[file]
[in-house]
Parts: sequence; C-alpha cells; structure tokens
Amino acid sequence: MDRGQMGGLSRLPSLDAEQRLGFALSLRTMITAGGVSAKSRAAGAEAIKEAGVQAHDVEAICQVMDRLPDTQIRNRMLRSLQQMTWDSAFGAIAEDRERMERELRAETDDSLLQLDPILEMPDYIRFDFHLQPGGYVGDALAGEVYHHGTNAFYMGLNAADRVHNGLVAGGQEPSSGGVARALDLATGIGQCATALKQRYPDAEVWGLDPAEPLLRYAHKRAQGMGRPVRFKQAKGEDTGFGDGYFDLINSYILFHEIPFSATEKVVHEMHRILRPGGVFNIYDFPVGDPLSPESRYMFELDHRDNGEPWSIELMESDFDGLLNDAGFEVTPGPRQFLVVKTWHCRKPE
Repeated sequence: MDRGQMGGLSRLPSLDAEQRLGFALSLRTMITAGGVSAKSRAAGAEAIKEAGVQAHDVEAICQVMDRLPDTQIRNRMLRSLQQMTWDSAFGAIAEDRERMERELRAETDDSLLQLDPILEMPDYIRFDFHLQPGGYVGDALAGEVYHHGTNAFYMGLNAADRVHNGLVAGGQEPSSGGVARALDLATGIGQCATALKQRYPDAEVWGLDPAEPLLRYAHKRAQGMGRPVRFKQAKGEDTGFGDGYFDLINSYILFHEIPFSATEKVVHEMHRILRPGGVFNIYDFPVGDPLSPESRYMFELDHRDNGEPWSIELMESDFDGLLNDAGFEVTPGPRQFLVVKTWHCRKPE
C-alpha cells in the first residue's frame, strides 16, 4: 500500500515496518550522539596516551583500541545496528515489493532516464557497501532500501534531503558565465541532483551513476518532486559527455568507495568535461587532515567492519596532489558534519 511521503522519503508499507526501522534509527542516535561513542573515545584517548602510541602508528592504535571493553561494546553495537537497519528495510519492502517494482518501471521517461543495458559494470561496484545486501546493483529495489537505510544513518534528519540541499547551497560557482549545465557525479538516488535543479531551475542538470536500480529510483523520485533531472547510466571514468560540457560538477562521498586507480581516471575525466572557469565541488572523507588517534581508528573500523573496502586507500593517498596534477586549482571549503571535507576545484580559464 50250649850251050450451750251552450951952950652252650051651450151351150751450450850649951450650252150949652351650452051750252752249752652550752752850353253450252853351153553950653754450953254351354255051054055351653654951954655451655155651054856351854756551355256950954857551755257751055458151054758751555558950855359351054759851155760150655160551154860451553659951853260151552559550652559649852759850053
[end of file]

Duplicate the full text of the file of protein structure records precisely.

[in-house]
Parts: sequence; C-alpha cells; structure tokens
Amino acid sequence: MDRGQMGGLSRLPSLDAEQRLGFALSLRTMITAGGVSAKSRAAGAEAIKEAGVQAHDVEAICQVMDRLPDTQIRNRMLRSLQQMTWDSAFGAIAEDRERMERELRAETDDSLLQLDPILEMPDYIRFDFHLQPGGYVGDALAGEVYHHGTNAFYMGLNAADRVHNGLVAGGQEPSSGGVARALDLATGIGQCATALKQRYPDAEVWGLDPAEPLLRYAHKRAQGMGRPVRFKQAKGEDTGFGDGYFDLINSYILFHEIPFSATEKVVHEMHRILRPGGVFNIYDFPVGDPLSPESRYMFELDHRDNGEPWSIELMESDFDGLLNDAGFEVTPGPRQFLVVKTWHCRKPE
Repeated sequence: MDRGQMGGLSRLPSLDAEQRLGFALSLRTMITAGGVSAKSRAAGAEAIKEAGVQAHDVEAICQVMDRLPDTQIRNRMLRSLQQMTWDSAFGAIAEDRERMERELRAETDDSLLQLDPILEMPDYIRFDFHLQPGGYVGDALAGEVYHHGTNAFYMGLNAADRVHNGLVAGGQEPSSGGVARALDLATGIGQCATALKQRYPDAEVWGLDPAEPLLRYAHKRAQGMGRPVRFKQAKGEDTGFGDGYFDLINSYILFHEIPFSATEKVVHEMHRILRPGGVFNIYDFPVGDPLSPESRYMFELDHRDNGEPWSIELMESDFDGLLNDAGFEVTPGPRQFLVVKTWHCRKPE
C-alpha cells in the first residue's frame, strides 16, 4: 500500500515496518550522539596516551583500541545496528515489493532516464557497501532500501534531503558565465541532483551513476518532486559527455568507495568535461587532515567492519596532489558534519 511521503522519503508499507526501522534509527542516535561513542573515545584517548602510541602508528592504535571493553561494546553495537537497519528495510519492502517494482518501471521517461543495458559494470561496484545486501546493483529495489537505510544513518534528519540541499547551497560557482549545465557525479538516488535543479531551475542538470536500480529510483523520485533531472547510466571514468560540457560538477562521498586507480581516471575525466572557469565541488572523507588517534581508528573500523573496502586507500593517498596534477586549482571549503571535507576545484580559464 50250649850251050450451750251552450951952950652252650051651450151351150751450450850649951450650252150949652351650452051750252752249752652550752752850353253450252853351153553950653754450953254351354255051054055351653654951954655451655155651054856351854756551355256950954857551755257751055458151054758751555558950855359351054759851155760150655160551154860451553659951853260151552559550652559649852759850053